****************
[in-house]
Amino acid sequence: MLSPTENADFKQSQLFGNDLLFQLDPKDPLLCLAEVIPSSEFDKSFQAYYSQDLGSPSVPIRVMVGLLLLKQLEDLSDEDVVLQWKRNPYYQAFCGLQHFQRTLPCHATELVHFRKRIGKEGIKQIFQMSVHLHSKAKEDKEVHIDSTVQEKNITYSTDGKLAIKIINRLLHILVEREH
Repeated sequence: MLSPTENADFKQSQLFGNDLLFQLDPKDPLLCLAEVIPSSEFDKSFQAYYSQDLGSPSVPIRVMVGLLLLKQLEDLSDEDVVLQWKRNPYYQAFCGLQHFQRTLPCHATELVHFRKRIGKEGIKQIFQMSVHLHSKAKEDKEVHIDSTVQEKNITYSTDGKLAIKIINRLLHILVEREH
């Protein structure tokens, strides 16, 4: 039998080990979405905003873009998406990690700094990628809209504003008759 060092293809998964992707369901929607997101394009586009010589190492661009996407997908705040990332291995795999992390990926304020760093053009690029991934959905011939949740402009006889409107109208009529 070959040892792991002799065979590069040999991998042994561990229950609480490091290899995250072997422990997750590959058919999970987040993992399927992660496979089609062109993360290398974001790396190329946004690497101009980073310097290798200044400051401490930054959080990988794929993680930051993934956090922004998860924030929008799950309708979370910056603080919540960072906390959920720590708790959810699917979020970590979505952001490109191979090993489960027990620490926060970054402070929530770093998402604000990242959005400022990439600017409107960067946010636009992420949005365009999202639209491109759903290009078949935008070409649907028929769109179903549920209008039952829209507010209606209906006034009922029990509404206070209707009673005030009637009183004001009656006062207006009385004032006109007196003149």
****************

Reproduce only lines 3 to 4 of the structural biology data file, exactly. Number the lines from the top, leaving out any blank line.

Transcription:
Repeated sequence: MLSPTENADFKQSQLFGNDLLFQLDPKDPLLCLAEVIPSSEFDKSFQAYYSQDLGSPSVPIRVMVGLLLLKQLEDLSDEDVVLQWKRNPYYQAFCGLQHFQRTLPCHATELVHFRKRIGKEGIKQIFQMSVHLHSKAKEDKEVHIDSTVQEKNITYSTDGKLAIKIINRLLHILVEREH
């Protein structure tokens, strides 16, 4: 039998080990979405905003873009998406990690700094990628809209504003008759 060092293809998964992707369901929607997101394009586009010589190492661009996407997908705040990332291995795999992390990926304020760093053009690029991934959905011939949740402009006889409107109208009529 070959040892792991002799065979590069040999991998042994561990229950609480490091290899995250072997422990997750590959058919999970987040993992399927992660496979089609062109993360290398974001790396190329946004690497101009980073310097290798200044400051401490930054959080990988794929993680930051993934956090922004998860924030929008799950309708979370910056603080919540960072906390959920720590708790959810699917979020970590979505952001490109191979090993489960027990620490926060970054402070929530770093998402604000990242959005400022990439600017409107960067946010636009992420949005365009999202639209491109759903290009078949935008070409649907028929769109179903549920209008039952829209507010209606209906006034009922029990509404206070209707009673005030009637009183004001009656006062207006009385004032006109007196003149």